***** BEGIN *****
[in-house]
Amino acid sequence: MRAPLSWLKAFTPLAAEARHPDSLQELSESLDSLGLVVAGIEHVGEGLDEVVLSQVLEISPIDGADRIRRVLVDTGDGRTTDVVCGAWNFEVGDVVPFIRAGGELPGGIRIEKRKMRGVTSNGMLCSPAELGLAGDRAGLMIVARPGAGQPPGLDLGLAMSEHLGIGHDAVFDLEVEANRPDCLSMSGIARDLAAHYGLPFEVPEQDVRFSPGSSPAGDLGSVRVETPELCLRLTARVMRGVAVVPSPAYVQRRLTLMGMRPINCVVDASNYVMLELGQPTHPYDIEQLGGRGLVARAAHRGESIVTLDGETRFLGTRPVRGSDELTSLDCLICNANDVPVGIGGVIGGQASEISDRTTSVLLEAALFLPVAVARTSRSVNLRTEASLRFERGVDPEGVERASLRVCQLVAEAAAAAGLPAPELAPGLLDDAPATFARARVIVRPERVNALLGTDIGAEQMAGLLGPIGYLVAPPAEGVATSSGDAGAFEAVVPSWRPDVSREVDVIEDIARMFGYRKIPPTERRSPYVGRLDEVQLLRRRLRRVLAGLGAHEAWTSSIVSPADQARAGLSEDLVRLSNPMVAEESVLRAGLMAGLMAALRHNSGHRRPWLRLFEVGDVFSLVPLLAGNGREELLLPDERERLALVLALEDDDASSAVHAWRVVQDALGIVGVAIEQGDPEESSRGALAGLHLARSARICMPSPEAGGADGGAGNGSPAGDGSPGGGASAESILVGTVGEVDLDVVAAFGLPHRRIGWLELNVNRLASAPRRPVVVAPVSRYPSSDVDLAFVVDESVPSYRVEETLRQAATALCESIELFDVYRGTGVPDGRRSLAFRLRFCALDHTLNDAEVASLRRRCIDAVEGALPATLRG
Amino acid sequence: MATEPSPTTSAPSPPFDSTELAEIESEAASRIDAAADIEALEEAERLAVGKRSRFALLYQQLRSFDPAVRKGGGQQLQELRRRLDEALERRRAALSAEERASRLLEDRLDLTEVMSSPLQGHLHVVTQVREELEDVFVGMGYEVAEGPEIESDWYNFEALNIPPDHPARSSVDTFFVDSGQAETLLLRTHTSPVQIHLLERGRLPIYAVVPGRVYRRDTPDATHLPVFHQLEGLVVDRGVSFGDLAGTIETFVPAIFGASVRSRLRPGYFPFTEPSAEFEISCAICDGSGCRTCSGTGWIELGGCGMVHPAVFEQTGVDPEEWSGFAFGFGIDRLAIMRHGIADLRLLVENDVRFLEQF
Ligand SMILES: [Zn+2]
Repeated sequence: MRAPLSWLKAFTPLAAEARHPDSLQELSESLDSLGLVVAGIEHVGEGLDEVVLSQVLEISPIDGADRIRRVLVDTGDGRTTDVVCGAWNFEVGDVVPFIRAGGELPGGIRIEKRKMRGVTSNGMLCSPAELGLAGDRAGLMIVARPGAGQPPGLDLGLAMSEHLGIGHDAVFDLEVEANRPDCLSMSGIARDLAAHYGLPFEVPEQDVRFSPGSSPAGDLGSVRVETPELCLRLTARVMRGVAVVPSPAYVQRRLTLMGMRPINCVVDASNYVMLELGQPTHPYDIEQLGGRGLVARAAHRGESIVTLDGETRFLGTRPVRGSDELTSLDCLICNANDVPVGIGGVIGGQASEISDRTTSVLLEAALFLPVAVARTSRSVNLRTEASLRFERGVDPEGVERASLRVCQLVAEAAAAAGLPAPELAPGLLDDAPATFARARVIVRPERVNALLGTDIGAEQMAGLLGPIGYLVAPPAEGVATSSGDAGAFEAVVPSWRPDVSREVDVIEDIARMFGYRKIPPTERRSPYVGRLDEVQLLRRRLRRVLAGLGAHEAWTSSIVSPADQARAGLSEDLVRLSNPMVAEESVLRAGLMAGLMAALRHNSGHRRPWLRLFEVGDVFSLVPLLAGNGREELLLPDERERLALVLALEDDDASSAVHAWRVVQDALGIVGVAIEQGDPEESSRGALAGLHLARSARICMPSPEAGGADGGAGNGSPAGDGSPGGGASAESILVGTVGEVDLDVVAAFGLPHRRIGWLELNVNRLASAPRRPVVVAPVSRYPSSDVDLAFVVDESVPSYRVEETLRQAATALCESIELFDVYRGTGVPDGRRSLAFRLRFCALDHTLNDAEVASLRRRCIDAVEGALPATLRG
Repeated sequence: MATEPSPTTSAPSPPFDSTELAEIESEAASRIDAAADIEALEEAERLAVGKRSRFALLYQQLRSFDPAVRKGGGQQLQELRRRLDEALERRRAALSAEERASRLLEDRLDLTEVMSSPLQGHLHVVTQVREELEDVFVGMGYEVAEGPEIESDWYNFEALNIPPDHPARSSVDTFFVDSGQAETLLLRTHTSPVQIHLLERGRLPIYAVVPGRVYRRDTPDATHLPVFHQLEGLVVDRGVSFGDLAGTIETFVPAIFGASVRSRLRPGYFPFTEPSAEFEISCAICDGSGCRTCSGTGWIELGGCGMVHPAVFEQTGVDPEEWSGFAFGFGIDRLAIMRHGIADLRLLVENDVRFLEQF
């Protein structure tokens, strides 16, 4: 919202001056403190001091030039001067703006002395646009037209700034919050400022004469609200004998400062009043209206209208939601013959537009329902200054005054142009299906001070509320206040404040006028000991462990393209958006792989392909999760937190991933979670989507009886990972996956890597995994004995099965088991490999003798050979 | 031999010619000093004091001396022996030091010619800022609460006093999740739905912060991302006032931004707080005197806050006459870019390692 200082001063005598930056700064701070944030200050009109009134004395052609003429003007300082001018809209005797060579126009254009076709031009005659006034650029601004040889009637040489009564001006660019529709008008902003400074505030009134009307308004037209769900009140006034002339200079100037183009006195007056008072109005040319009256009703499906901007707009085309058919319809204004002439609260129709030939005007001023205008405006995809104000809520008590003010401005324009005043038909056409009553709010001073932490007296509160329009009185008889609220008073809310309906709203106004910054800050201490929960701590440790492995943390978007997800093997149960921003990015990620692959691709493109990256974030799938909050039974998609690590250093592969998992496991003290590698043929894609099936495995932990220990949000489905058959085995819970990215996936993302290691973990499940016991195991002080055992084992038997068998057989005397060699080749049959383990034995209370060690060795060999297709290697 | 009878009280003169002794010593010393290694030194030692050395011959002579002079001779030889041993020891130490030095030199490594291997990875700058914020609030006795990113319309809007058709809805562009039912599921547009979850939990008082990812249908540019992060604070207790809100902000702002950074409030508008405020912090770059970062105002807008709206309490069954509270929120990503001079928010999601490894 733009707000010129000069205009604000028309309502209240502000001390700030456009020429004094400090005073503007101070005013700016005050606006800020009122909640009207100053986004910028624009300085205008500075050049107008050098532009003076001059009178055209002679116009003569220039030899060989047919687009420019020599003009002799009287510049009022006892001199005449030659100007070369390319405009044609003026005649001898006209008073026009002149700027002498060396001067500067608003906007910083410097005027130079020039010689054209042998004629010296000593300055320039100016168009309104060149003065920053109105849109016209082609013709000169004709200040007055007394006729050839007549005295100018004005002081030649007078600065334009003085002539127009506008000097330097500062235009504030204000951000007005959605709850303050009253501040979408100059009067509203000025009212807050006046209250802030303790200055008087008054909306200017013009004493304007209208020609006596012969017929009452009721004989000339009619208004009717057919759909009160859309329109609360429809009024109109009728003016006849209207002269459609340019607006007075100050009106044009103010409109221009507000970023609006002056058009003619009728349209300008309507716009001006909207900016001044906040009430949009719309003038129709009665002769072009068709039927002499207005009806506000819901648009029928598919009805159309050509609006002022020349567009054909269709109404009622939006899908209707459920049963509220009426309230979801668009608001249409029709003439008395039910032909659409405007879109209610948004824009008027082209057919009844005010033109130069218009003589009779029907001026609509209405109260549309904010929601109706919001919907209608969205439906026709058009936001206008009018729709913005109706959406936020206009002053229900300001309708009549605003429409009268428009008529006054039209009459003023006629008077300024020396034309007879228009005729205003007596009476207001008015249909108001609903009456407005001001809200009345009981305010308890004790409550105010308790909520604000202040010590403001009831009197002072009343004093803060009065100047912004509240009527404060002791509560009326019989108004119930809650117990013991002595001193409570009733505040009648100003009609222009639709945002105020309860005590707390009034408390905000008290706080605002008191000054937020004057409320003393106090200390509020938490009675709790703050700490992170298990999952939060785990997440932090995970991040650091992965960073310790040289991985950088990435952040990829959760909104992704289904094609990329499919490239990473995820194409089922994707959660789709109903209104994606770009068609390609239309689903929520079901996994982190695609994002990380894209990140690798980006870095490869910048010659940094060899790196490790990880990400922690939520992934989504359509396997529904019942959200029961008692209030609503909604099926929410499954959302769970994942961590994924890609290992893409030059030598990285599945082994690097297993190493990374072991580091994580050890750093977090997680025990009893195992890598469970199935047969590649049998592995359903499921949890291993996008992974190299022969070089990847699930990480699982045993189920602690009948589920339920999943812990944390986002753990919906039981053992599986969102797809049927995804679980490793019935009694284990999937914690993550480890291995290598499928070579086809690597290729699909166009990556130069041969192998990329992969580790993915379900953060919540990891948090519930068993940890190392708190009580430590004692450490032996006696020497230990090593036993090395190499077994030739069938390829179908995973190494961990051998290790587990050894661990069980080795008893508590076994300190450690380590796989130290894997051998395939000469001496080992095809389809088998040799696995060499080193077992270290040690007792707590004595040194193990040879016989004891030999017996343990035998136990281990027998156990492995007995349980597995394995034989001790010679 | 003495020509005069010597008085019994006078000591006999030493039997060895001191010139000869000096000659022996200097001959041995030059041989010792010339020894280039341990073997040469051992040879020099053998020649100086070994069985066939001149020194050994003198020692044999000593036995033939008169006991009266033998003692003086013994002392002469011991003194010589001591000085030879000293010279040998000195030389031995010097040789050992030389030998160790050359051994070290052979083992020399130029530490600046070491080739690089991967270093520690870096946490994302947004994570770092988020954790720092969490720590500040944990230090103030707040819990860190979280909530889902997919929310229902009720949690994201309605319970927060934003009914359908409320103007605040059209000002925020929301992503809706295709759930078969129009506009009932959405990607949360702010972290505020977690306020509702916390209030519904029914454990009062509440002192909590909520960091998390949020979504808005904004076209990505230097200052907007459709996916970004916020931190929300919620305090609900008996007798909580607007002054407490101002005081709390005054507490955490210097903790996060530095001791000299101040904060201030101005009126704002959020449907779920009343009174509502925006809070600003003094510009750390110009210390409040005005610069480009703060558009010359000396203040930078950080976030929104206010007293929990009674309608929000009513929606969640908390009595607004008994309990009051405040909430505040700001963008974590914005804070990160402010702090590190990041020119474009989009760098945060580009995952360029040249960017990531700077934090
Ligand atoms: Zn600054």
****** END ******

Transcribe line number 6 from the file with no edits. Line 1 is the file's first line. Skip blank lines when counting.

Repeated sequence: MATEPSPTTSAPSPPFDSTELAEIESEAASRIDAAADIEALEEAERLAVGKRSRFALLYQQLRSFDPAVRKGGGQQLQELRRRLDEALERRRAALSAEERASRLLEDRLDLTEVMSSPLQGHLHVVTQVREELEDVFVGMGYEVAEGPEIESDWYNFEALNIPPDHPARSSVDTFFVDSGQAETLLLRTHTSPVQIHLLERGRLPIYAVVPGRVYRRDTPDATHLPVFHQLEGLVVDRGVSFGDLAGTIETFVPAIFGASVRSRLRPGYFPFTEPSAEFEISCAICDGSGCRTCSGTGWIELGGCGMVHPAVFEQTGVDPEEWSGFAFGFGIDRLAIMRHGIADLRLLVENDVRFLEQF